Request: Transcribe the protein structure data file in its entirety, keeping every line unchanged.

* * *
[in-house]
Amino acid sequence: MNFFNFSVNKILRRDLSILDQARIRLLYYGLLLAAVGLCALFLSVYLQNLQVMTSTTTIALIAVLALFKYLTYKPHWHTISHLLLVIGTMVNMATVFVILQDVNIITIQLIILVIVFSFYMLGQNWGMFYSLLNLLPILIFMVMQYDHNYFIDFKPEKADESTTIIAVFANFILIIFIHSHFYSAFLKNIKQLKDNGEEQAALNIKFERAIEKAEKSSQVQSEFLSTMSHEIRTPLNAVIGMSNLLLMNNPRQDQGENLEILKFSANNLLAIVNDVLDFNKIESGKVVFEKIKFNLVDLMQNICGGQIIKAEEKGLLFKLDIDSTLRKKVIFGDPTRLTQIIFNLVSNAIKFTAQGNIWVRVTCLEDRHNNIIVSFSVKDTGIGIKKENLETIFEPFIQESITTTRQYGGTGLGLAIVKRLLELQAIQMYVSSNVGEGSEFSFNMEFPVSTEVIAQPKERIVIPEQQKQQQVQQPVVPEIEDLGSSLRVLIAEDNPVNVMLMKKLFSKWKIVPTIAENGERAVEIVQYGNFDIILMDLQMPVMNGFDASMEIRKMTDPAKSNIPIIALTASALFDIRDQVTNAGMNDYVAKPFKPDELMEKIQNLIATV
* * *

[in-house]
Amino acid sequence: MNFFNFSVNKILRRDLSILDQARIRLLYYGLLLAAVGLCALFLSVYLQNLQVMTSTTTIALIAVLALFKYLTYKPHWHTISHLLLVIGTMVNMATVFVILQDVNIITIQLIILVIVFSFYMLGQNWGMFYSLLNLLPILIFMVMQYDHNYFIDFKPEKADESTTIIAVFANFILIIFIHSHFYSAFLKNIKQLKDNGEEQAALNIKFERAIEKAEKSSQVQSEFLSTMSHEIRTPLNAVIGMSNLLLMNNPRQDQGENLEILKFSANNLLAIVNDVLDFNKIESGKVVFEKIKFNLVDLMQNICGGQIIKAEEKGLLFKLDIDSTLRKKVIFGDPTRLTQIIFNLVSNAIKFTAQGNIWVRVTCLEDRHNNIIVSFSVKDTGIGIKKENLETIFEPFIQESITTTRQYGGTGLGLAIVKRLLELQAIQMYVSSNVGEGSEFSFNMEFPVSTEVIAQPKERIVIPEQQKQQQVQQPVVPEIEDLGSSLRVLIAEDNPVNVMLMKKLFSKWKIVPTIAENGERAVEIVQYGNFDIILMDLQMPVMNGFDASMEIRKMTDPAKSNIPIIALTASALFDIRDQVTNAGMNDYVAKPFKPDELMEKIQNLIATV